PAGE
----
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April 9, 2014

Jonathan Tobin: Why Did Kerry Lie About Israeli Blame?

Samuel G. Freedman: A resolution 70 years later for a father's unsettling legacy of ashes from Dachau

Jessica Ivins: A resolution 70 years later for a father's unsettling legacy of ashes from Dachau

Kim Giles: Asking for help is not weakness

Kathy Kristof and Barbara Hoch Marcus: 7 Great Growth Israeli Stocks

Matthew Mientka: How Beans, Peas, And Chickpeas Cleanse Bad Cholesterol and Lowers Risk of Heart Disease

Sabrina Bachai: 5 At-Home Treatments For Headaches

The Kosher Gourmet by Daniel Neman Have yourself a matzo ball: The secrets bubby never told you and recipes she could have never imagined

April 8, 2014

Lori Nawyn: At Your Wit's End and Back: Finding Peace

Susan B. Garland and Rachel L. Sheedy: Strategies Married Couples Can Use to Boost Benefits

David Muhlbaum: Smart Tax Deductions Non-Itemizers Can Claim

Jill Weisenberger, M.S., R.D.N., C.D.E : Before You Lose Your Mental Edge

Dana Dovey: Coffee Drinkers Rejoice! Your Cup Of Joe Can Prevent Death From Liver Disease

Chris Weller: Electric 'Thinking Cap' Puts Your Brain Power Into High Gear

The Kosher Gourmet by Marlene Parrish A gift of hazelnuts keeps giving --- for a variety of nutty recipes: Entree, side, soup, dessert

April 4, 2014

Rabbi David Gutterman: The Word for Nothing Means Everything

Charles Krauthammer: Kerry's folly, Chapter 3

Amy Peterson: A life of love: How to build lasting relationships with your children

John Ericson: Older Women: Save Your Heart, Prevent Stroke Don't Drink Diet

John Ericson: Why 50 million Americans will still have spring allergies after taking meds

Cameron Huddleston: Best and Worst Buys of April 2014

Stacy Rapacon: Great Mutual Funds for Young Investors

Sarah Boesveld: Teacher keeps promise to mail thousands of former students letters written by their past selves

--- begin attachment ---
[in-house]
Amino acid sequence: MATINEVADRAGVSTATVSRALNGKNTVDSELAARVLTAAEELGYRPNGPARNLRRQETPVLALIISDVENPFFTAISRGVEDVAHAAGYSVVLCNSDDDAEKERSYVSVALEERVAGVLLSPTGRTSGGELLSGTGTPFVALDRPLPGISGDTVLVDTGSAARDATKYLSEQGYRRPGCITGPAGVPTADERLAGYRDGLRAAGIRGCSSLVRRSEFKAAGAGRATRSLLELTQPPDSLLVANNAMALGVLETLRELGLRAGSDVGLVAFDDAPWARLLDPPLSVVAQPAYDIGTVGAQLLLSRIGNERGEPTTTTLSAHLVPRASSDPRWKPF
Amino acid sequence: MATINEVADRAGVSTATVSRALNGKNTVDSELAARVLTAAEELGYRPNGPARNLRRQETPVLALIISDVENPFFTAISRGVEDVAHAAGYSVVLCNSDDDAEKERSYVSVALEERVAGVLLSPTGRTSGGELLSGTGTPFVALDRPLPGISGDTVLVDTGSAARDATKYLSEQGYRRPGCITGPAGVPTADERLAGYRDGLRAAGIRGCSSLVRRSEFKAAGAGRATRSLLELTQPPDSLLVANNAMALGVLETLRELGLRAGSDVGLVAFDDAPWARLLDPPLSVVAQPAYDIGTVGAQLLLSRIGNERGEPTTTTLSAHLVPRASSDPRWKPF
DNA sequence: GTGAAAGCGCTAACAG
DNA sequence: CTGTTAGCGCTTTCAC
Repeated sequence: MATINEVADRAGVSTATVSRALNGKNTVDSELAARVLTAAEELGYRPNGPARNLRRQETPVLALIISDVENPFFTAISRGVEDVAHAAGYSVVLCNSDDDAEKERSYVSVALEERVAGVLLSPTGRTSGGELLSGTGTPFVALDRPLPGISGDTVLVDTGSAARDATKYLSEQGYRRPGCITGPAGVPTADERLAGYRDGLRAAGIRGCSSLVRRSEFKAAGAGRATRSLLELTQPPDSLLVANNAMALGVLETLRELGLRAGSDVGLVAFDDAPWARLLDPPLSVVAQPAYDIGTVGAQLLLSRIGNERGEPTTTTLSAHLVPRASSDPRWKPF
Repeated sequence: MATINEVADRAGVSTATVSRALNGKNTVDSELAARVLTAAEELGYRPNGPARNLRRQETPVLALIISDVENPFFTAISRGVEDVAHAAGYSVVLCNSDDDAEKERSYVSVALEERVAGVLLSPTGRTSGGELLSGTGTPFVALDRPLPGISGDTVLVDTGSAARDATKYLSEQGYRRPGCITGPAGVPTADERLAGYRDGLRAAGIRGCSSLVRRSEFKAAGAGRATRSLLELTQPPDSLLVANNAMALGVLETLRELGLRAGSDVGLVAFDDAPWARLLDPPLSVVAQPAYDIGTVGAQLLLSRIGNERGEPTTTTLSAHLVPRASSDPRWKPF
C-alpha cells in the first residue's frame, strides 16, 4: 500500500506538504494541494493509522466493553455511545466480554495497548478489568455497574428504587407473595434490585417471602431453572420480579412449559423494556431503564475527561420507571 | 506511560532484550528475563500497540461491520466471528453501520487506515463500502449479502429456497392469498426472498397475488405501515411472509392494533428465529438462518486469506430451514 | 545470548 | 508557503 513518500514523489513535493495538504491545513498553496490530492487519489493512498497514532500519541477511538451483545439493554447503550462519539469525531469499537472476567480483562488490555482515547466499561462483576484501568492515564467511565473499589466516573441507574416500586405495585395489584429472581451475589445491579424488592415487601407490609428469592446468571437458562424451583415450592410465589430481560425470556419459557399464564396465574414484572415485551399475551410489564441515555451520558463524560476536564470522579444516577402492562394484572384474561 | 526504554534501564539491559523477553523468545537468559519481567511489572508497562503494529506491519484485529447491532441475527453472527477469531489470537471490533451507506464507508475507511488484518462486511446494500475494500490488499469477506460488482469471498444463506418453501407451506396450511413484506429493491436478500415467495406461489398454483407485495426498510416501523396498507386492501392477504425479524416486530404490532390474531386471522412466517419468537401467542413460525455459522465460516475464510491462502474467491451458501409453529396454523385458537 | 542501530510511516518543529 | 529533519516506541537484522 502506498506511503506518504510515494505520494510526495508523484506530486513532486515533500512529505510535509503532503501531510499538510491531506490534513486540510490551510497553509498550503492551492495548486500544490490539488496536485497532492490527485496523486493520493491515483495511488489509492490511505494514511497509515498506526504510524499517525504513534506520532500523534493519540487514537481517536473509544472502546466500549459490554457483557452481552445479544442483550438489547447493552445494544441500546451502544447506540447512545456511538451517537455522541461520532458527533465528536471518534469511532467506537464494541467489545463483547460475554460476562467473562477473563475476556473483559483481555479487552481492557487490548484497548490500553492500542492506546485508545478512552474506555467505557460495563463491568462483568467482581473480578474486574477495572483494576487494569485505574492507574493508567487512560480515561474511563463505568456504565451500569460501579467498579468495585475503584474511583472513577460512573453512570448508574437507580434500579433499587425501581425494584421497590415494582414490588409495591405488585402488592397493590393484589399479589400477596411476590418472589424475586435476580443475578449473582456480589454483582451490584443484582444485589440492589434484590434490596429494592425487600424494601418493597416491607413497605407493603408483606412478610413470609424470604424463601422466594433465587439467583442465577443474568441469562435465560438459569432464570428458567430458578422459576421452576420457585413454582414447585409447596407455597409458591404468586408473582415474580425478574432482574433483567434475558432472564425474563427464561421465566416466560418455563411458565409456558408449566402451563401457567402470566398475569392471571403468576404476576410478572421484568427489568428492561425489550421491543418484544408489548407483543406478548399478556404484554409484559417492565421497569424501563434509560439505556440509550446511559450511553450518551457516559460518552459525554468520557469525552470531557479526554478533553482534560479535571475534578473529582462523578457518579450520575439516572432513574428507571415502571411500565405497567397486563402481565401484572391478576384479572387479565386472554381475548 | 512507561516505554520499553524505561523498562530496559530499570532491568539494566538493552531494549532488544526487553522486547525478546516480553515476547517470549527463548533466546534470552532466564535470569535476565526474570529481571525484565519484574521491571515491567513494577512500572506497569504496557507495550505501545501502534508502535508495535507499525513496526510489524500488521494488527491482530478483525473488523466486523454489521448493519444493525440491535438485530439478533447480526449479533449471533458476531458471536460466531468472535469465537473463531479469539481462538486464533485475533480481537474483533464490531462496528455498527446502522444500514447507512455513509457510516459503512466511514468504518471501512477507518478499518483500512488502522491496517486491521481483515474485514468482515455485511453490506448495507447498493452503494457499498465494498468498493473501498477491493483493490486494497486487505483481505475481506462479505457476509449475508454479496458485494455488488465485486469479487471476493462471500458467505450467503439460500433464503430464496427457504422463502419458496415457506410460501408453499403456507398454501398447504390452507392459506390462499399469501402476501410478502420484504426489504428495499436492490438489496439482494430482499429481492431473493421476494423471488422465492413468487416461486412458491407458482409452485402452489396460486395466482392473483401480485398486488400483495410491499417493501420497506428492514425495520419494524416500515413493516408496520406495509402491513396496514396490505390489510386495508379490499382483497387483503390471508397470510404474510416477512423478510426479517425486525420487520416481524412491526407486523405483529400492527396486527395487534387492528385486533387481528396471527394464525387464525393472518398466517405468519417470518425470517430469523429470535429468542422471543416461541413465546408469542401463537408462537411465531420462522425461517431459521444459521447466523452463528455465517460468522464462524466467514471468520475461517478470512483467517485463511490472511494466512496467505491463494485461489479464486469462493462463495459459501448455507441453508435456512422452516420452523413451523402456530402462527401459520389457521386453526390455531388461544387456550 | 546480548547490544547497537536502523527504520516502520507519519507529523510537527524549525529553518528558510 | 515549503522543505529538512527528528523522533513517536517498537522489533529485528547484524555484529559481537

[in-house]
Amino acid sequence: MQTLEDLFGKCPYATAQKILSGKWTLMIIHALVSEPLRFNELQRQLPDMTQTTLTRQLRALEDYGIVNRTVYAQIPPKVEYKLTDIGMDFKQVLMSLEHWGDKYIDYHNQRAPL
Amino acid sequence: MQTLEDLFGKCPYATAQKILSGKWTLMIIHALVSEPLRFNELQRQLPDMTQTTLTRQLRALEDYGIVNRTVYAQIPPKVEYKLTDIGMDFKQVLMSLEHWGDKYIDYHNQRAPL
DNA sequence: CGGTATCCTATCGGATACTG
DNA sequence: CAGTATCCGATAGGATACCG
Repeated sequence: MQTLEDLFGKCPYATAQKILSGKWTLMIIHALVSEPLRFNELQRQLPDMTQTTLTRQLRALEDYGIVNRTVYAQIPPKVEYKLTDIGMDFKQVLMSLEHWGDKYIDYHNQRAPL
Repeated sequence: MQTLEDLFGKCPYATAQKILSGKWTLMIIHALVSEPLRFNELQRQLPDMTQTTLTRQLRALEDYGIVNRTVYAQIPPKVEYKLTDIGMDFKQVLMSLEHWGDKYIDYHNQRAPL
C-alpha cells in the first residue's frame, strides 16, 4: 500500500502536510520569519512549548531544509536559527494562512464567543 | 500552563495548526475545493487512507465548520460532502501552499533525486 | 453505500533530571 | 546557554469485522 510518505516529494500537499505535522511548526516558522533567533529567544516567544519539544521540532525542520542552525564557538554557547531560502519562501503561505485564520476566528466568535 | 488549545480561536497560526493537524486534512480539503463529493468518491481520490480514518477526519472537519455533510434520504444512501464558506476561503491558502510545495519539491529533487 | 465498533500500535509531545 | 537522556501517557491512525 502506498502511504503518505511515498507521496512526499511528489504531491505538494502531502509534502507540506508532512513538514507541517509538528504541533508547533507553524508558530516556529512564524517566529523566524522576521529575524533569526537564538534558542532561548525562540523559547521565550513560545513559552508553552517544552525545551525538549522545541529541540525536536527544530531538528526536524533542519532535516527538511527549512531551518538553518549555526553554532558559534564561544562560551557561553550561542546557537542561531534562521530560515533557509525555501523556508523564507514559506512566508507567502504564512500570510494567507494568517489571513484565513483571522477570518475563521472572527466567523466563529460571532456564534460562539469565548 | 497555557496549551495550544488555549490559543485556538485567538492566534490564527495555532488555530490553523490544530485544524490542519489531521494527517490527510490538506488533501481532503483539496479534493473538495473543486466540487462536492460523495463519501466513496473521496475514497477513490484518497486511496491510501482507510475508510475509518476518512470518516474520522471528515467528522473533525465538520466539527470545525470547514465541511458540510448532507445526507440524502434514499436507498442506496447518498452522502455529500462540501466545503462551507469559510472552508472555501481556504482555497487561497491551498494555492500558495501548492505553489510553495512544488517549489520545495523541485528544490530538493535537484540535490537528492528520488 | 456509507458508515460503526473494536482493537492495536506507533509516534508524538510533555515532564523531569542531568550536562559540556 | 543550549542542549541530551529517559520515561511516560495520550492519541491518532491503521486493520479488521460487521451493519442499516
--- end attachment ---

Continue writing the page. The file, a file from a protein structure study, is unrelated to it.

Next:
The Kosher Gourmet by Sharon Thompson Anyone can make a salad, you say. But can they make a great salad? (SECRETS, TESTED TECHNIQUES + 4 RECIPES, INCLUDING DRESSINGS)

April 2, 2014

Paul Greenberg: Death and joy in the spring

Dan Barry: Should South Carolina Jews be forced to maintain this chimney built by Germans serving the Nazis?

Mayra Bitsko: Save me! An alien took over my child's personality

Frank Clayton: Get happy: 20 scientifically proven happiness activities

Susan Scutti: It's Genetic! Obesity and the 'Carb Breakdown' Gene

Lecia Bushak: Why Hand Sanitizer May Actually Harm Your Health

Stacy Rapacon: Great Funds You Can Own for $500 or Less

Cameron Huddleston: 7 Ways to Save on Home Decor

The Kosher Gourmet by Steve Petusevsky Exploring ingredients as edible-stuffed containers (TWO RECIPES + TIPS & TECHINQUES)

Jewish World Review May 27, 2009 / 4 Sivan 5769

Pregnancy guarantees job security?

By John Stossel


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http://www.JewishWorldReview.com | Sales consultant Holly Waters says she was a top performer for the drug maker Novartis. But when she was about go on maternity leave, she was fired.


"I was seven-and-a-half months pregnant. There was no way I was going to be able to go out and find a job at this point," she told me for my ABC special "You Can't Even Talk About It".


Waters knew the law is on her side. The Pregnancy Discrimination Act makes it illegal to fire, or not hire, a woman because she is pregnant. The law even restricts workplace speech. Employers are warned that in a job interview they must never ask questions like, "Might you start a family?"


If Congress thought the law would end claims of workplace discrimination, it was wrong, as usual. Companies are increasingly being sued. Even a maternity-clothing chain was sued.


Waters's lawyer, David Sanford, filed a class-action lawsuit against Novartis. "If you get pregnant, you're in trouble at Novartis," he told me.


Novartis denies wrongdoing and points out that Working Mother magazine named it one of America's 100 best companies for women.